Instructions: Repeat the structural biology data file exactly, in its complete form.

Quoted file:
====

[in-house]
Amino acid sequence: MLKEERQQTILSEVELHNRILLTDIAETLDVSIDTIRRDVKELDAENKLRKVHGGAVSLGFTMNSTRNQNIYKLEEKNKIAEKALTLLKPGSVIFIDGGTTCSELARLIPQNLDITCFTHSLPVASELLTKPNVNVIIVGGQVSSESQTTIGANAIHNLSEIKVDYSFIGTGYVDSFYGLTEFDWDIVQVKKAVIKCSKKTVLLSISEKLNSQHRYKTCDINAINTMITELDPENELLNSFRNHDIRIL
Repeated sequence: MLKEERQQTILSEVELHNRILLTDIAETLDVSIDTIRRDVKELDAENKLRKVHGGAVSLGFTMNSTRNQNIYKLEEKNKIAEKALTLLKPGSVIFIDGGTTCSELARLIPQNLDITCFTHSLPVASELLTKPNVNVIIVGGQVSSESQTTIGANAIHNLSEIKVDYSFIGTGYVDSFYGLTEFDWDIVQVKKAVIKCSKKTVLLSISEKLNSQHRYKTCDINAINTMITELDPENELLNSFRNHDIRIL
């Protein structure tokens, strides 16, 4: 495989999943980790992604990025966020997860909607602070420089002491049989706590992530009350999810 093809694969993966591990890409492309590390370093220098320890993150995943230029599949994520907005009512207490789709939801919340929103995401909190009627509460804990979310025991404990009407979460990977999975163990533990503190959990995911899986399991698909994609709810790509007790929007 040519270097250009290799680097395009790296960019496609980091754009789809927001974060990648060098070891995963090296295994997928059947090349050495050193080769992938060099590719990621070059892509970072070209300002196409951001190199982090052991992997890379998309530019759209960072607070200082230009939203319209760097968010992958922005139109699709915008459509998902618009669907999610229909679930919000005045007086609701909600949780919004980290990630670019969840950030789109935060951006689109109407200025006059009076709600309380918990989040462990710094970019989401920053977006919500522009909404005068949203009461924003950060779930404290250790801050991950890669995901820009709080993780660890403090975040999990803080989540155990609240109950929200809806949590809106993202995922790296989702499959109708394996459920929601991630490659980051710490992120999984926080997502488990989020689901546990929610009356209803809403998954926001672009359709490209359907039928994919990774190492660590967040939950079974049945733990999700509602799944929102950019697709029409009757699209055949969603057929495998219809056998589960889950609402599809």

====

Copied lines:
[in-house]
Amino acid sequence: MLKEERQQTILSEVELHNRILLTDIAETLDVSIDTIRRDVKELDAENKLRKVHGGAVSLGFTMNSTRNQNIYKLEEKNKIAEKALTLLKPGSVIFIDGGTTCSELARLIPQNLDITCFTHSLPVASELLTKPNVNVIIVGGQVSSESQTTIGANAIHNLSEIKVDYSFIGTGYVDSFYGLTEFDWDIVQVKKAVIKCSKKTVLLSISEKLNSQHRYKTCDINAINTMITELDPENELLNSFRNHDIRIL
Repeated sequence: MLKEERQQTILSEVELHNRILLTDIAETLDVSIDTIRRDVKELDAENKLRKVHGGAVSLGFTMNSTRNQNIYKLEEKNKIAEKALTLLKPGSVIFIDGGTTCSELARLIPQNLDITCFTHSLPVASELLTKPNVNVIIVGGQVSSESQTTIGANAIHNLSEIKVDYSFIGTGYVDSFYGLTEFDWDIVQVKKAVIKCSKKTVLLSISEKLNSQHRYKTCDINAINTMITELDPENELLNSFRNHDIRIL
């Protein structure tokens, strides 16, 4: 495989999943980790992604990025966020997860909607602070420089002491049989706590992530009350999810 093809694969993966591990890409492309590390370093220098320890993150995943230029599949994520907005009512207490789709939801919340929103995401909190009627509460804990979310025991404990009407979460990977999975163990533990503190959990995911899986399991698909994609709810790509007790929007 040519270097250009290799680097395009790296960019496609980091754009789809927001974060990648060098070891995963090296295994997928059947090349050495050193080769992938060099590719990621070059892509970072070209300002196409951001190199982090052991992997890379998309530019759209960072607070200082230009939203319209760097968010992958922005139109699709915008459509998902618009669907999610229909679930919000005045007086609701909600949780919004980290990630670019969840950030789109935060951006689109109407200025006059009076709600309380918990989040462990710094970019989401920053977006919500522009909404005068949203009461924003950060779930404290250790801050991950890669995901820009709080993780660890403090975040999990803080989540155990609240109950929200809806949590809106993202995922790296989702499959109708394996459920929601991630490659980051710490992120999984926080997502488990989020689901546990929610009356209803809403998954926001672009359709490209359907039928994919990774190492660590967040939950079974049945733990999700509602799944929102950019697709029409009757699209055949969603057929495998219809056998589960889950609402599809």